Michigan now recognizes Juneteenth as state holiday

Whitmer, Gilchrist issue proclamation


LANSING, Mich. – A proclamation was issued declaring June 19, 2022, as Juneteenth Celebration Day in Michigan.

Michigan Gov. Gretchen Whitmer and Lt. Gov. Garlin Gilchrist II issued the proclamation jointly on June 19, 2022.

“Juneteenth marks a crucial day in our nation’s history to recognize the important progress we’ve made, while committing ourselves to the ongoing effort to center equity in all our work and make Michigan a place where every person can succeed,” Gilchrist said. “As the first Black lieutenant governor in our state, I’m building the policies and practices that will address and undo the damage racism and injustice has caused on our communities. That’s why we continue to invest in schools, job training, environmental justice, infrastructure and supporting businesses – all transformational investments and policies that celebrate, support and uplift communities of color. I am proud of the progress we’ve made thus far and will continue to work every day to make sure every all Michiganders have the support and opportunities they need.”

The holiday commemorates the June 19, 1865, emancipation of enslaved African Americans. It marks the day Union Army General Gordon Granger read General Order No. 3 in Galveston, Texas, stating that all enslaved people were free.

“We are proud to celebrate Juneteenth as an official state holiday for the first time,” Whitmer said. “Today presents an important opportunity to celebrate and elevate the stories of Black Americans as we continue to make record investments in communities of color. Since we took office, the lieutenant governor and I have prioritized building a state representative and responsive to the people we serve, addressing racial disparities and improving equity across Michigan. I am proud to declare June 19th as Juneteenth Celebration Day, and I am committed to working with anyone to build a more equitable and just state for all Michiganders.”

Read: Complete Juneteenth coverage

June 19, 2022: Juneteenth Celebration Day

WHEREAS, Juneteenth is a holiday marking the end of slavery in the United States; and,

WHEREAS, this year marks the 17th annual State of Michigan Juneteenth Freedom Day Recognition; and,

WHEREAS, when Union Army General Gordon Granger landed at the Texas port city of Galveston in 1865 as the Civil War drew to a close, one of his first actions was to read General Order #3, which stated that all slaves are free and that former masters and slaves have absolute equality of personal and property rights; and,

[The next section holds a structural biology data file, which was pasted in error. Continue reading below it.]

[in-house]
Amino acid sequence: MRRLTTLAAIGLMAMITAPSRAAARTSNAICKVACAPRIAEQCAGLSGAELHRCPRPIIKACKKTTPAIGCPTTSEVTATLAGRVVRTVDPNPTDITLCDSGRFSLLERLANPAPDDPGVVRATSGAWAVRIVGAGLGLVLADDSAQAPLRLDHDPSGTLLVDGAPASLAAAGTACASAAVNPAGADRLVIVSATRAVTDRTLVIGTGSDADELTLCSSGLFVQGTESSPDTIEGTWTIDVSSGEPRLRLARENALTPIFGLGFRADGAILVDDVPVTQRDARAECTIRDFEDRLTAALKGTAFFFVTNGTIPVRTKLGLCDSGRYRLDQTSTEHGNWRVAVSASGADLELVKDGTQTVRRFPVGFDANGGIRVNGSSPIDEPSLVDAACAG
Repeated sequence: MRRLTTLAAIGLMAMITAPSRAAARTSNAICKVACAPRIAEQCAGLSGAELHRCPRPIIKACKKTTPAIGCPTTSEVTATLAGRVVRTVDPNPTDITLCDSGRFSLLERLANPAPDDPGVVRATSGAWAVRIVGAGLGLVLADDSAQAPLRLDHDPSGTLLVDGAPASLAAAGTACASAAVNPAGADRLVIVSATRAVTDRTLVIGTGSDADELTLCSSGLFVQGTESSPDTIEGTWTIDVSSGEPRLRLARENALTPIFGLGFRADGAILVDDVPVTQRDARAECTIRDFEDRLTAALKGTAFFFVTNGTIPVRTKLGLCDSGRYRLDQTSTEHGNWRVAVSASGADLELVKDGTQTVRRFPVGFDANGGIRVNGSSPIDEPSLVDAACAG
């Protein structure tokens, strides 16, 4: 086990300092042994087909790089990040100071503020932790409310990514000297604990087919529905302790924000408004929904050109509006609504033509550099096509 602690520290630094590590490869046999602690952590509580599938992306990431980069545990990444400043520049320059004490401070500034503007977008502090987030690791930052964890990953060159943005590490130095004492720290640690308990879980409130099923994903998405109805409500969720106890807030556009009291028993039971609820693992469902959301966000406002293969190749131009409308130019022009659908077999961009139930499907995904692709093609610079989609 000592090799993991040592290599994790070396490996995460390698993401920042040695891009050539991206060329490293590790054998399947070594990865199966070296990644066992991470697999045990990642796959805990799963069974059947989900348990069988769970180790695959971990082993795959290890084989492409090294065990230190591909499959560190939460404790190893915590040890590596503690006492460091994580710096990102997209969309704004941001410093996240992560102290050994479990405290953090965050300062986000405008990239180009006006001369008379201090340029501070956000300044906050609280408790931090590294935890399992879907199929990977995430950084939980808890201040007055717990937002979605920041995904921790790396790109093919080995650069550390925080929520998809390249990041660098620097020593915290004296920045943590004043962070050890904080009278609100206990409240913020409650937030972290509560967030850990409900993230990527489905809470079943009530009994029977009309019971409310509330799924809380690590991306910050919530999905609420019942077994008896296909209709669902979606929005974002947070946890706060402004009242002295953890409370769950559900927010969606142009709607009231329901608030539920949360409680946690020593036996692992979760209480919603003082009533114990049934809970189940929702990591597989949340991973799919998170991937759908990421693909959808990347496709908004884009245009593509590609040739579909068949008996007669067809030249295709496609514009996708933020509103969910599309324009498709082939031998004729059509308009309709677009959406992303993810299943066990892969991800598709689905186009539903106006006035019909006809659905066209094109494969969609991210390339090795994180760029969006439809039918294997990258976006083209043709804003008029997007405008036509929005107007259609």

WHEREAS, following his statement, June 19th (Juneteenth) became the emancipation date of those long suffering for freedom; and,

WHEREAS, since then, as the oldest known celebration commemorating the end of slavery in America, the tradition of celebrating Juneteenth has remained strong well into the 21st century, recognizing the triumph of the human spirit over the cruelty of slavery and honoring the strength, endurance, and faith of African American ancestors; and,

WHEREAS, in June 2005, Michigan Governor Jennifer M. Granholm signed legislation officially designating the third Saturday in June as Juneteenth National Freedom Day in Michigan, and Senator Martha G. Scott sponsored Senate Bill 384 to recognize Juneteenth as an official state holiday; and,

WHEREAS, in June 2021, President Joe Biden signed legislation officially designating Juneteenth as a federal holiday; and,

WHEREAS, this year, we are proud to celebrate Juneteenth as an official state holiday for the first time; and,

WHEREAS, it is imperative that we continue to work towards a more equitable and just Michigan and ensure the joys of liberty and justice for every resident of our state;

NOW, THEREFORE, Gretchen Whitmer, governor of Michigan, and Garlin Gilchrist II, lieutenant governor of Michigan, do hereby proclaim June 19, 2022, as Juneteenth Celebration Day in Michigan. We encourage all citizens in the State of Michigan to participate in the Juneteenth Freedom Festival and celebrate African American history and culture, while continuing to promote diversity, equality, and a strong sense of community in our state.

About the Author:

Kayla is a Web Producer for ClickOnDetroit. Before she joined the team in 2018 she worked at WILX in Lansing as a digital producer.